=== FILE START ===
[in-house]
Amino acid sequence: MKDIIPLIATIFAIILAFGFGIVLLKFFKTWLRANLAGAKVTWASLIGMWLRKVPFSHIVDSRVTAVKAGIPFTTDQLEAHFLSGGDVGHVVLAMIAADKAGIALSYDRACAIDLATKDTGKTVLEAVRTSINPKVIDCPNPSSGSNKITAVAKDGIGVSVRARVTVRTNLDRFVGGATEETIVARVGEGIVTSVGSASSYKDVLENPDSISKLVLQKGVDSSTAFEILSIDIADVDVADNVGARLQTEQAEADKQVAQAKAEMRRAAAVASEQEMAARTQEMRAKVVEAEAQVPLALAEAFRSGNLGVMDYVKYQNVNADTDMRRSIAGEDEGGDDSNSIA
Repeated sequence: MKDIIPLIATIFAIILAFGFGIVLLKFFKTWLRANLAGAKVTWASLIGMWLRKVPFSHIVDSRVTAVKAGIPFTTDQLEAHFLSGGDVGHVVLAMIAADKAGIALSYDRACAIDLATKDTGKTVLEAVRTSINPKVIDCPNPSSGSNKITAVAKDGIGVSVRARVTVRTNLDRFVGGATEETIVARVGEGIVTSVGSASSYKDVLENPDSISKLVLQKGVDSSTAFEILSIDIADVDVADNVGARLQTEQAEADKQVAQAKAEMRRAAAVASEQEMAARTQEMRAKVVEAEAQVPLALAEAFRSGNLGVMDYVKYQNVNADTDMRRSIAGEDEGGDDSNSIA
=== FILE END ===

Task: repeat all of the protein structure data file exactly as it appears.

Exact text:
[in-house]
Amino acid sequence: MKDIIPLIATIFAIILAFGFGIVLLKFFKTWLRANLAGAKVTWASLIGMWLRKVPFSHIVDSRVTAVKAGIPFTTDQLEAHFLSGGDVGHVVLAMIAADKAGIALSYDRACAIDLATKDTGKTVLEAVRTSINPKVIDCPNPSSGSNKITAVAKDGIGVSVRARVTVRTNLDRFVGGATEETIVARVGEGIVTSVGSASSYKDVLENPDSISKLVLQKGVDSSTAFEILSIDIADVDVADNVGARLQTEQAEADKQVAQAKAEMRRAAAVASEQEMAARTQEMRAKVVEAEAQVPLALAEAFRSGNLGVMDYVKYQNVNADTDMRRSIAGEDEGGDDSNSIA
Repeated sequence: MKDIIPLIATIFAIILAFGFGIVLLKFFKTWLRANLAGAKVTWASLIGMWLRKVPFSHIVDSRVTAVKAGIPFTTDQLEAHFLSGGDVGHVVLAMIAADKAGIALSYDRACAIDLATKDTGKTVLEAVRTSINPKVIDCPNPSSGSNKITAVAKDGIGVSVRARVTVRTNLDRFVGGATEETIVARVGEGIVTSVGSASSYKDVLENPDSISKLVLQKGVDSSTAFEILSIDIADVDVADNVGARLQTEQAEADKQVAQAKAEMRRAAAVASEQEMAARTQEMRAKVVEAEAQVPLALAEAFRSGNLGVMDYVKYQNVNADTDMRRSIAGEDEGGDDSNSIA